The First Annual Salida Arts Festival was a mild disappointment to us, and probably more so to its better artists. It was fairly well attended but I saw no one carrying purchases, and saw just one object sell, at a steep discount at that. When artists are willing to haggle after the show’s been open just two hours, they ain’t seeing a lot of business.
We had read all about it and knew the Fest was to be a pure art show, an event for working artists to vend their wares. There would be no jugglers, mimes, music, food, wine or beer. We had not realized how much those things add to the art fair experience. Without food and music there’s nothing to do between stops to view art or talk to the creative talent. Without beer or wine there’s nothing to soften customer resistance to spending sofa money on a 12” by 16” painting. It’s exactly what they taught us in Marketing 101: it doesn’t matter what a business wants or needs – what is important is what the customer wants. These customers wanted more than pictures, rock furniture, jewelry, and drums. Maybe they didn’t want those things at all.
My choice for best of show was from the genre of – to my astonishment – photo realism. Typically those skilled at making paint on canvas resemble a good photo lack creativity, and if all you can do is paint something that looks like a huge digital photograph, yo, twig to this, brother: the world already has cameras. But this fellow was clever and inventive in his choice of subjects and in his execution of them. I wanted to tell him that he was Best of the Show, hands down, but he spent the half hour we were there striding around in his kilt, talking on a cell phone. His name is Roderick E. Stevens II, and after extensive internet research, I realized that he does a lot of shows in bigger markets – Santa Fe, Houston, and Beverly Hills. He sensed there would be no sales here, and I suspect he and several others won’t be back, if there is a Second Annual Salida Art Fest.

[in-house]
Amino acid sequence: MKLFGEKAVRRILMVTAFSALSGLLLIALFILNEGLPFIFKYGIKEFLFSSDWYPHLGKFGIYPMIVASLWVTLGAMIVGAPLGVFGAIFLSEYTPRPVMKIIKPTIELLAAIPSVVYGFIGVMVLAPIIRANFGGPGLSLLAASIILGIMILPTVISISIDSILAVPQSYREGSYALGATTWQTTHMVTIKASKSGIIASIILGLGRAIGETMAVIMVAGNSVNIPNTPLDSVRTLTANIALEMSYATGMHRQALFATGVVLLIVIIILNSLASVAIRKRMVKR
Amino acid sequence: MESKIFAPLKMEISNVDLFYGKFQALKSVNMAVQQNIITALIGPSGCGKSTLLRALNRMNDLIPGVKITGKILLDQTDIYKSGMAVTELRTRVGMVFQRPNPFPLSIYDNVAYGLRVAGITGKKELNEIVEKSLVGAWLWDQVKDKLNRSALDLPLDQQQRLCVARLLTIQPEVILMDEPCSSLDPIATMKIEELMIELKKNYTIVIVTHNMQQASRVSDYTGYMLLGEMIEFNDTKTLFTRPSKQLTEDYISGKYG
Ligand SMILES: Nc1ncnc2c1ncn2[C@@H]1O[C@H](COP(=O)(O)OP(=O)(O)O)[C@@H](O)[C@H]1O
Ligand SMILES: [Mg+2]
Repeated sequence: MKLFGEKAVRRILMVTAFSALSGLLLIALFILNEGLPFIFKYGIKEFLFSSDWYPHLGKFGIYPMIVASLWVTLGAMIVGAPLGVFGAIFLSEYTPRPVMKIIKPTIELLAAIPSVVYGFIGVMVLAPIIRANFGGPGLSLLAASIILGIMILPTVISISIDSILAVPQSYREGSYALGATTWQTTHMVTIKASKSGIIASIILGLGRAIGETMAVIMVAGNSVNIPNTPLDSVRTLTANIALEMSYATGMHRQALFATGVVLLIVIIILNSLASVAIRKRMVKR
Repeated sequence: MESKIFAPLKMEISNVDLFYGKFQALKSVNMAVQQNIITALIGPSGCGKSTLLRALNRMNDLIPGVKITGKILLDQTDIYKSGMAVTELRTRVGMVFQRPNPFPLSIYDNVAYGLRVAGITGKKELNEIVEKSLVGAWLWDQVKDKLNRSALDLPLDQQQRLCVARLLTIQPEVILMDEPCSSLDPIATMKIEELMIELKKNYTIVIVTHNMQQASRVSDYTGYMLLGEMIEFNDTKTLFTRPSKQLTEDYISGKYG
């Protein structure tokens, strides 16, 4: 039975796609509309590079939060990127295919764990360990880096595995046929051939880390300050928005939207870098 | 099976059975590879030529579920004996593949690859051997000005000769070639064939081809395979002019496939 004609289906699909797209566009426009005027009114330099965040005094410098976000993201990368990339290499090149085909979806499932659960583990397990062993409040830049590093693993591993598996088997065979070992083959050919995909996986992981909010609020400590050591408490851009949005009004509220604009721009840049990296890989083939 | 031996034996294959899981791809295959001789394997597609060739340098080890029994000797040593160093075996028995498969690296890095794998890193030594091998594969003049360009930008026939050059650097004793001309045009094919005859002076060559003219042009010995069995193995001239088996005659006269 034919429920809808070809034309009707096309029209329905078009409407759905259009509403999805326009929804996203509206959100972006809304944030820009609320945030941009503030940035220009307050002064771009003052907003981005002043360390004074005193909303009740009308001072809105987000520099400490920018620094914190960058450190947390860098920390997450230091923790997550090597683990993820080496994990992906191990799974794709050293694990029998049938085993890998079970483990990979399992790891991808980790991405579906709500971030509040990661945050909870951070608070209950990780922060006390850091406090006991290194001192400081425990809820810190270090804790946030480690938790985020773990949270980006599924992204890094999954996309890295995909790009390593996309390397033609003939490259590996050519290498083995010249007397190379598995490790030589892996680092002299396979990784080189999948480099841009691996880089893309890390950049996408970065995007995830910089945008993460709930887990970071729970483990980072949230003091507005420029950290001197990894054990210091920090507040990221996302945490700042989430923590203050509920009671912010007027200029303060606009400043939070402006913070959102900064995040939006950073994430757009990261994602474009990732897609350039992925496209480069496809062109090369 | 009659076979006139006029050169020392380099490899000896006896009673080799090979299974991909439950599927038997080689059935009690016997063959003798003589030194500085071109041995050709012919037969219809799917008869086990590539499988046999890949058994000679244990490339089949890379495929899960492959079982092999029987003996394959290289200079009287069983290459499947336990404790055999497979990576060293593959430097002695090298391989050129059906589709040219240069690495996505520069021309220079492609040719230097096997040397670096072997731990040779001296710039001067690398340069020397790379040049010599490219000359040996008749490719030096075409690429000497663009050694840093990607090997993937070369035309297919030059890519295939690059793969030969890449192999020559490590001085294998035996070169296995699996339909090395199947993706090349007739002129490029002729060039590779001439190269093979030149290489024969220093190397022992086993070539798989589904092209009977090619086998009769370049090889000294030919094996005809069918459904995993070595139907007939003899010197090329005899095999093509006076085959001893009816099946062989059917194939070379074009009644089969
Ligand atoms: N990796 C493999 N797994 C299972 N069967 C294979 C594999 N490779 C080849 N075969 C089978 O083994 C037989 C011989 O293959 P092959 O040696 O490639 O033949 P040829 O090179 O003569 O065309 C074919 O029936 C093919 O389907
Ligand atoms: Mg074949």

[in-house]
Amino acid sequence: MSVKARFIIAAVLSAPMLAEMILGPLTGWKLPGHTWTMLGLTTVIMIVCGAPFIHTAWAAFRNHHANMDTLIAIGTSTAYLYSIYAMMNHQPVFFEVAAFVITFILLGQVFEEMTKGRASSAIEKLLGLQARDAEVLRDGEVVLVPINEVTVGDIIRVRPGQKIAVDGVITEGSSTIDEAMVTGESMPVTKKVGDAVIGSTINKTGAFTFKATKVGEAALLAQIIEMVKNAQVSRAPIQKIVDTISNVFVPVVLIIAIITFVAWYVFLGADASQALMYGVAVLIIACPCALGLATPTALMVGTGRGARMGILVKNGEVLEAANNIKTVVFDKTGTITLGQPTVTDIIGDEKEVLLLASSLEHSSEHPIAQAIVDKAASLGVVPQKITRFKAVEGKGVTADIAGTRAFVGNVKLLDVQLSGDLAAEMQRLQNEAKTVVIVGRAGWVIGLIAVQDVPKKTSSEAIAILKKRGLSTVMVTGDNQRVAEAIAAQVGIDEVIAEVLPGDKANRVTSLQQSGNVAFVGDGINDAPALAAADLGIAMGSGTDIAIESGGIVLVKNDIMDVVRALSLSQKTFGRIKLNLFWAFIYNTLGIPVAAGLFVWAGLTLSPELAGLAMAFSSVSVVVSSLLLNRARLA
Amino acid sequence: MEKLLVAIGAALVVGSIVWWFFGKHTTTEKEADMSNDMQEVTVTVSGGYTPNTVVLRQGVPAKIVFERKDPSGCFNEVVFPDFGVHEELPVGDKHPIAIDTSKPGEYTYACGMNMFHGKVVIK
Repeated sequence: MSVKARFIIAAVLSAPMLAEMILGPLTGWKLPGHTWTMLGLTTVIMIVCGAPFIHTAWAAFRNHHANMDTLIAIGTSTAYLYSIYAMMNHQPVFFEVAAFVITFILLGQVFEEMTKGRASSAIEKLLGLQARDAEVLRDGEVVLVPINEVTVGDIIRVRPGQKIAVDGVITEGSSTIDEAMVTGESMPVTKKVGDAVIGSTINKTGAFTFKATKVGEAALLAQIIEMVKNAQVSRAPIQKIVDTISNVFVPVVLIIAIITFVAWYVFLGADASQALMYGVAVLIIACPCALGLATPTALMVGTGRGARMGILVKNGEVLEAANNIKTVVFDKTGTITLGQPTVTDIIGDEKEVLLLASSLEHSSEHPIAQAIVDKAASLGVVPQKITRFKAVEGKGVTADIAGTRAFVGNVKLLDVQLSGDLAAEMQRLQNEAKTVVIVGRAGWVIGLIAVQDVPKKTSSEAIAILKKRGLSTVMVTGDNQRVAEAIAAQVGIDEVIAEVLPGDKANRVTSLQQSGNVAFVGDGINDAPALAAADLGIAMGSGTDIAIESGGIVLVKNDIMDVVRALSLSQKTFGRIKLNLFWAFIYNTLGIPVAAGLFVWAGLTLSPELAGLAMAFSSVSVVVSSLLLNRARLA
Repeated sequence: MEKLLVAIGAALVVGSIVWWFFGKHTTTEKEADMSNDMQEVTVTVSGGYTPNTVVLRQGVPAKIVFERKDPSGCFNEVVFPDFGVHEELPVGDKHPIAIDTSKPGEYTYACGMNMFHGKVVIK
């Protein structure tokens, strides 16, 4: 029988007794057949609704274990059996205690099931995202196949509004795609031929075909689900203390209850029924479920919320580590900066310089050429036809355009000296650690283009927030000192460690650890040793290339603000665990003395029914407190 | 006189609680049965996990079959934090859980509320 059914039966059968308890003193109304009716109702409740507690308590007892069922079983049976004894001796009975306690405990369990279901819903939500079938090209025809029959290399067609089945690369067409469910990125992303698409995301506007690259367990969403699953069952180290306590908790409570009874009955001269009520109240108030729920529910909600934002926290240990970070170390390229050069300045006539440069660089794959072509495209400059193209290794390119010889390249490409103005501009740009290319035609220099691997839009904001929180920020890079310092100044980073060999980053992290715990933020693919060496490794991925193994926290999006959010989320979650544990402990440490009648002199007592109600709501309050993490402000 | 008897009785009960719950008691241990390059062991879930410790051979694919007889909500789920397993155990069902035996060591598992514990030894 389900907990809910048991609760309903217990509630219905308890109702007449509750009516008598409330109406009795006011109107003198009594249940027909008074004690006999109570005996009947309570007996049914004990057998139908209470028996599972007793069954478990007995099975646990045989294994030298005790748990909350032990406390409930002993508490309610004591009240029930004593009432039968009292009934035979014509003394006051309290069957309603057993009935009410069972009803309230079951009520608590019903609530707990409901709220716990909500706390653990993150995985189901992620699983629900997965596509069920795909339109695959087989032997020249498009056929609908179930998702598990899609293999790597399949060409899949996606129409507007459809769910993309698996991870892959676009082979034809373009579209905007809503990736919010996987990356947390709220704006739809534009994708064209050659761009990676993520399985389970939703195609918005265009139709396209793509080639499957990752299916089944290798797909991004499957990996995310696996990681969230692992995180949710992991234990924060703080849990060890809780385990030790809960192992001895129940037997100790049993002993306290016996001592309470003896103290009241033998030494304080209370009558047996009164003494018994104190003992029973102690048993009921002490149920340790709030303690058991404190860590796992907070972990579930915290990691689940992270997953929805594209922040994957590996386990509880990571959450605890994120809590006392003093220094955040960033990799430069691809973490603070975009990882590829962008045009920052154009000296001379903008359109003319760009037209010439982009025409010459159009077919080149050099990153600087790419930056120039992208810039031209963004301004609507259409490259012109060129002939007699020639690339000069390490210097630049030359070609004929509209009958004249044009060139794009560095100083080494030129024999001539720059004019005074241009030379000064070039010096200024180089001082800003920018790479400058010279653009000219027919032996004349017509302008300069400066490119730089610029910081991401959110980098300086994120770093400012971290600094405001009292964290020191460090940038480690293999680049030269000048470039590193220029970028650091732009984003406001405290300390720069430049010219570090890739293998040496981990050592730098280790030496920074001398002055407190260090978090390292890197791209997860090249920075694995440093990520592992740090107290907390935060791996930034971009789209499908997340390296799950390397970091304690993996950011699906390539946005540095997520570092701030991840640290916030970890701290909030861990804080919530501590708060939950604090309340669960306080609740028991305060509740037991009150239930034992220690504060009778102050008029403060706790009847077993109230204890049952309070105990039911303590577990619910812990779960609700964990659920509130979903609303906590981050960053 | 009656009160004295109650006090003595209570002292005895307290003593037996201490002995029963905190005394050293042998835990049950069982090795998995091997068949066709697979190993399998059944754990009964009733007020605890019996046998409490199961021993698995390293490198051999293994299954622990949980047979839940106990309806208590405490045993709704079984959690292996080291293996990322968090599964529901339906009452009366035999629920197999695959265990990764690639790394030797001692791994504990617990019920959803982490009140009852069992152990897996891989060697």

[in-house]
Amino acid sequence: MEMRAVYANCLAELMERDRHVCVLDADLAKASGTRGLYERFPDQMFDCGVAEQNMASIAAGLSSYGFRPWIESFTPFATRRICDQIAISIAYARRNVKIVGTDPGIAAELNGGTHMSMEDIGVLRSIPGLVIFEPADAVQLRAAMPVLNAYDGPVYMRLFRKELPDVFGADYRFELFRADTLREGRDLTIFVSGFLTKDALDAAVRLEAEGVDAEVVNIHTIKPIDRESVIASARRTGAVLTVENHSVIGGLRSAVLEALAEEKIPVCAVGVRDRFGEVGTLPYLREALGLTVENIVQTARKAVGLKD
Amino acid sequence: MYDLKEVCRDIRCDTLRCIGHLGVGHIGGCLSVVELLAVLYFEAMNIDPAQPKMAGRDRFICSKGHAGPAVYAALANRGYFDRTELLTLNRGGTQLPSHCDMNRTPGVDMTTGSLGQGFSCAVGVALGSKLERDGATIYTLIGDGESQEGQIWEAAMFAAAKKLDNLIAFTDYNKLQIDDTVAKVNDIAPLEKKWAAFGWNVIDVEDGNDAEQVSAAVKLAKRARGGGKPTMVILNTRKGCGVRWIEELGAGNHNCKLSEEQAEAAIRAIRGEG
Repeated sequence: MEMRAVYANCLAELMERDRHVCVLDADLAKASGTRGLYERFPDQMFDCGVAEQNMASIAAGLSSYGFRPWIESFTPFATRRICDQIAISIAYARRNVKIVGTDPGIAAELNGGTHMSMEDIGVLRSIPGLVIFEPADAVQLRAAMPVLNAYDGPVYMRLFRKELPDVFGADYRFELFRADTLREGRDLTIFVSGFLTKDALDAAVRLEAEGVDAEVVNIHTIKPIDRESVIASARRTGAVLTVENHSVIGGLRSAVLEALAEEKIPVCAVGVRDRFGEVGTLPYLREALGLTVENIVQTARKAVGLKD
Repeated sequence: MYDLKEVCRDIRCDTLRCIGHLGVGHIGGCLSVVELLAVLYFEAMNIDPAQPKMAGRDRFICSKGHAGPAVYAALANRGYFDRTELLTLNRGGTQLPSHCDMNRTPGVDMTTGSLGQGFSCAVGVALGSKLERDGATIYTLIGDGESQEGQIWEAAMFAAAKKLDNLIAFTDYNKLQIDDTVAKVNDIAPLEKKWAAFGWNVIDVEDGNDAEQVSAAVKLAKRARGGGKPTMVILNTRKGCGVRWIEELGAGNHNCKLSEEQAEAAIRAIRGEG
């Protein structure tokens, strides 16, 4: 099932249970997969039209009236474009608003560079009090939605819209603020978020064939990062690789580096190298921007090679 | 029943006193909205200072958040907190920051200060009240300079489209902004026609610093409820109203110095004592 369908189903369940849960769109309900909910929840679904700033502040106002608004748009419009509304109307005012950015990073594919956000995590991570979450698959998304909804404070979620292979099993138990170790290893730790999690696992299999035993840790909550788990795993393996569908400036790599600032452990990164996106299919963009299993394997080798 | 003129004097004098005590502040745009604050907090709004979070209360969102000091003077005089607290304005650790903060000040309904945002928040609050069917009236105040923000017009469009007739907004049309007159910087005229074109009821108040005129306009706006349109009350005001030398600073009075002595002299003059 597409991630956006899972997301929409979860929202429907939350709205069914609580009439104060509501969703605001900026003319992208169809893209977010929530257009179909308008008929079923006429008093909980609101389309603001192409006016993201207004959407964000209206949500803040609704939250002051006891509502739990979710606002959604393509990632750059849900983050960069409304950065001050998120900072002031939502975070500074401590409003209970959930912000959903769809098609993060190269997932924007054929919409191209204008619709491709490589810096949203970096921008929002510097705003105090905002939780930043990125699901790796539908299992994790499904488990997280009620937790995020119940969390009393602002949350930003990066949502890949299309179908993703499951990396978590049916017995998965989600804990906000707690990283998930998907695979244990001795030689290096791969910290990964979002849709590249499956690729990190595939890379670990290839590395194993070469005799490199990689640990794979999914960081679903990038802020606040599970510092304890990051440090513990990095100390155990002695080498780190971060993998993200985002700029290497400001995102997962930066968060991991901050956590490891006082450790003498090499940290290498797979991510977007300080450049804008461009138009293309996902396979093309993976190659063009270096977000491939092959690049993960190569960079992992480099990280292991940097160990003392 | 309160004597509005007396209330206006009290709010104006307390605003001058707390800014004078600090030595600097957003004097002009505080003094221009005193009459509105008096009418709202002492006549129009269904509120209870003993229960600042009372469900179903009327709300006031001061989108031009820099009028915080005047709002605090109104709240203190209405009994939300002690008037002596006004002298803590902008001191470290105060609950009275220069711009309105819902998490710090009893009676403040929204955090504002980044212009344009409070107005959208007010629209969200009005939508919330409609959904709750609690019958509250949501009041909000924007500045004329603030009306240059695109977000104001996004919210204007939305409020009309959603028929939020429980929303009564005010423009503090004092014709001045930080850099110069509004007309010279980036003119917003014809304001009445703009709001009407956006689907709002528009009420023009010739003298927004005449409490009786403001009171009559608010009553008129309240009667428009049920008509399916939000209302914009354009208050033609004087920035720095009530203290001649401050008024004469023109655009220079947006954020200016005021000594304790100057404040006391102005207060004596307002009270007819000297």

On the way out we witnessed a pop culture phenomenon known as pickle ball. Pickle ball is played with wooden paddles, a plastic ball, and a net, in some semblance of tennis using badminton strokes (every shot has to be hit at waist level or below, and volleying is allowed only from seven or more feet away from the net.) It made me really miss tennis, even though those days are gone for good. For a few moments there I could recall the feel of striking a perfect backhand, hard up the line and just past the net man.
Tennessee Williams got it right: “Of all mankind’s gifts, youth is the most incontinently spent.”